This year is starting out pretty intensely. The kerfuffle over TRIA expiring, the rush to get a new six-year extension, and the annual influx of 2014 studies and results are making this writer wonder what to post first.

How about a round-up of what’s new this week?

TRIA renews. Insurers everywhere are breathing a sigh of relief. For two long weeks, terrorism risk was squarely in the hands of insurers, and any catastrophic losses could have brought the industry to its knees. Luckily, Congress and the White House acted quickly to address TRIA and reinstate the backstop, including the expected reduction in federal responsibility. The terms, as outlined by an Aon news release, are as follows:

  • Retroactivity to be determined by regulatory guidance
  • Increase in the program trigger of $20 million per year starting in 2016 up to $200m in 2020
  • Insurer co-participation, currently at 15 percent, will increase under the Program by 1 percent per year beginning in 2016 up to 20 percent in 2020
  • Changes in the Federal government’s mandatory recoupment provision
  • Starting in 2016, insurers will report terrorism premium, pricing, take-up rates, private reinsurance purchased, and location of exposures, annually

Charlie Hebdo attack and response. An irreverent news organization that’s struggling for its financial life was given more than enough reason to press on. The attack on the offices of Charlie Hebdo, which left twelve dead, has galvanized France and countries from around the globe in solidarity for freedom of speech. The attackers were killed, and the country has renewed interest in the right of expressing political opinion.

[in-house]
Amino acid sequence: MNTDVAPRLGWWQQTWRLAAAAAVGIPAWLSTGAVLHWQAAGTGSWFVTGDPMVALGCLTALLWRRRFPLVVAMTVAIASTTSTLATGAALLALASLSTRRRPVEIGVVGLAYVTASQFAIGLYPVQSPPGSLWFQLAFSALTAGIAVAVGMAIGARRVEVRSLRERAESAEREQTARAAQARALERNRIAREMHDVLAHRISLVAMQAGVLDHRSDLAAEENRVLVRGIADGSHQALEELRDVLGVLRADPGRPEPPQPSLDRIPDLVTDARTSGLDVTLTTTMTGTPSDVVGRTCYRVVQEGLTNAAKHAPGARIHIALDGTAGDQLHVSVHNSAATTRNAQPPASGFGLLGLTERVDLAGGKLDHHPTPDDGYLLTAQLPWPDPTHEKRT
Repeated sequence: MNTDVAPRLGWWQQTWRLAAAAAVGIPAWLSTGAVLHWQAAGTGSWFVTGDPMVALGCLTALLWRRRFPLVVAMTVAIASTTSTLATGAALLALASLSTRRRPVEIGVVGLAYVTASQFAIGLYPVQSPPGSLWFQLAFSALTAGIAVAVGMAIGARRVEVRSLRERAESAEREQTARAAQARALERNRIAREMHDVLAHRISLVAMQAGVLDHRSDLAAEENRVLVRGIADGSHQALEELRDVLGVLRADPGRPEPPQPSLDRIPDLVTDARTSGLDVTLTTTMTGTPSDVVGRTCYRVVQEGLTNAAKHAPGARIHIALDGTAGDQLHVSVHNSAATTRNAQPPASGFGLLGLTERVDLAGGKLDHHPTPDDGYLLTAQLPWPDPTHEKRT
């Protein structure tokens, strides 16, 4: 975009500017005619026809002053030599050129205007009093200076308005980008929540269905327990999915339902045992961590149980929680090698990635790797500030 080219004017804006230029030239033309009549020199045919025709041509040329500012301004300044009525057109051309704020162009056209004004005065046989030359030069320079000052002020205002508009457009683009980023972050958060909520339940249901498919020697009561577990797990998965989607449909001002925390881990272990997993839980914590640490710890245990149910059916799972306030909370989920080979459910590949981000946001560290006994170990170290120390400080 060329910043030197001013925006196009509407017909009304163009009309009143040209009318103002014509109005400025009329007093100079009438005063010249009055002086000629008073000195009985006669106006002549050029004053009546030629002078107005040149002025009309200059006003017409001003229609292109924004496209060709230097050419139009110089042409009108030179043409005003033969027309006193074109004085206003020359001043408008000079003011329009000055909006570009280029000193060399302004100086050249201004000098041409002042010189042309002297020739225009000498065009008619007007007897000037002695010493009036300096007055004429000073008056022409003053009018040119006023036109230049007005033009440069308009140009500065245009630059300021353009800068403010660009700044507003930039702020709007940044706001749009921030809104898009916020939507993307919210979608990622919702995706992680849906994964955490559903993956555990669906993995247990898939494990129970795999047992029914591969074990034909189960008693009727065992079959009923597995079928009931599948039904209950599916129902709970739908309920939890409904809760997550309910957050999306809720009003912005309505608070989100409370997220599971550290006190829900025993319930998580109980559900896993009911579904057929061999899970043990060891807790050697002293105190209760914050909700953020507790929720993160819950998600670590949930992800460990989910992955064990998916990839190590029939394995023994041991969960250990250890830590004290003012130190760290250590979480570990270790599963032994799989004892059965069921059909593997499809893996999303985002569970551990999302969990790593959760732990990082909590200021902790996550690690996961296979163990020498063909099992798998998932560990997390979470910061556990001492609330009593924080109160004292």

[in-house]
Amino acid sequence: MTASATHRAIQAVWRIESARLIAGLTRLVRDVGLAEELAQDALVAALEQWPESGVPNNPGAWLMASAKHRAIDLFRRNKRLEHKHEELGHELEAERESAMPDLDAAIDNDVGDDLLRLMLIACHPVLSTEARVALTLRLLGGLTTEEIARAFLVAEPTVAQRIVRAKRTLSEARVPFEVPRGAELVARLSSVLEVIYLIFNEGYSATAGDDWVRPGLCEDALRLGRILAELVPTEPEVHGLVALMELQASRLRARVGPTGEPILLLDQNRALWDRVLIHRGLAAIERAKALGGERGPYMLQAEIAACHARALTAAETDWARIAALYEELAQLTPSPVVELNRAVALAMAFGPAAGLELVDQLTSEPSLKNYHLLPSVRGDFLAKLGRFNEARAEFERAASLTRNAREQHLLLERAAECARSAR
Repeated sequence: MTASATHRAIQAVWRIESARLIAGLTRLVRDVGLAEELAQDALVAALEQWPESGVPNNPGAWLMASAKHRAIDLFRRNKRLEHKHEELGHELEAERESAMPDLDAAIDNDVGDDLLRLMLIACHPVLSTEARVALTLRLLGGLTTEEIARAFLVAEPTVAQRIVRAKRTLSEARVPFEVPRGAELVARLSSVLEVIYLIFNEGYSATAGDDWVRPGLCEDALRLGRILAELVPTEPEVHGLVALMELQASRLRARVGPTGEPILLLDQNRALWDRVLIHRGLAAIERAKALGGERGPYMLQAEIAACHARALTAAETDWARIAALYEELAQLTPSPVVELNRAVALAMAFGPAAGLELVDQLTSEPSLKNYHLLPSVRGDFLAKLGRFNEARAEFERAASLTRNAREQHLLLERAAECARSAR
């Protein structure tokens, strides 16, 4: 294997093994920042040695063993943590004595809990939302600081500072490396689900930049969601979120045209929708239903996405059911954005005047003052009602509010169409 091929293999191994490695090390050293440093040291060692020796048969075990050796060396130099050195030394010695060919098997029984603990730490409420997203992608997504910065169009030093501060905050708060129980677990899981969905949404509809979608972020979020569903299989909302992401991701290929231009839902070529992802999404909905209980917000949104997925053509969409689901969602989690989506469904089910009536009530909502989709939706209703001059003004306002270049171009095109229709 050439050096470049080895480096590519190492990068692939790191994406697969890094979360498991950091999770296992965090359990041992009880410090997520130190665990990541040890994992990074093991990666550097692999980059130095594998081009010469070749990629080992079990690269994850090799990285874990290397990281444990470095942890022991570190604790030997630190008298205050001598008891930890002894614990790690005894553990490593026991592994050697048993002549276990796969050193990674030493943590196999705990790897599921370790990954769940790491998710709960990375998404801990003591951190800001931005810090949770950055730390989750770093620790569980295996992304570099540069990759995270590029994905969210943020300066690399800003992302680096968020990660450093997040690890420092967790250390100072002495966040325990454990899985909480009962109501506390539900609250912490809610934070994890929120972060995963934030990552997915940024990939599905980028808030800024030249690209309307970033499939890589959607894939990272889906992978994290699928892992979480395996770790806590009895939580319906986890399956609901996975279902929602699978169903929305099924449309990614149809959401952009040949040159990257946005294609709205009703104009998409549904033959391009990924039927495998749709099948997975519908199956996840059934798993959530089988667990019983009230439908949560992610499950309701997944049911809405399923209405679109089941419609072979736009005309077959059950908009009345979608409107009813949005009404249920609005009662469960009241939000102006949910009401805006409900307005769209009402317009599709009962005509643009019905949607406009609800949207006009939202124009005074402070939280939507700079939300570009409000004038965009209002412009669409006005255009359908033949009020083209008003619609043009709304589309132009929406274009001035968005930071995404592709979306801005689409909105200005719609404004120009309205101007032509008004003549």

Global loss reports released. AIR Worldwide released its “2014 Global Exceedance Probability (EP) Curve” report, detailing key loss metrics from AIR’s global industry EP curve for AIR modeled regions and perils. Based on the report, AIR estimates that the 1 percent exceedance probability loss (or the 100-year return period loss) is approximately $231.5 billion and the long-term average annual loss from natural catastrophes and terrorism is $72.6 billion.

Taking care of employees beyond the office. According to Aon Hewitt’s survey of nearly 250 U.S. employers representing approximately six million employees, 93 percent intend to focus on the financial well-being of their employees in a way that extends beyond retirement. Nearly half (46 percent) are very likely and another 47 percent are somewhat likely to add new plan features, mobile apps or online tools to assist individuals with understanding financial concepts and financial planning.

Earthquakes: Disaster du jour. In a surprising twist, an outbreak of earthquakes in the US have shaken the lives of residents from Texas to Connecticut. Thirteen small quakes in Texas earlier this month as well as a small quake this week in Connecticut, have scientists and PC experts on alert.

What news is catching your attention this year?

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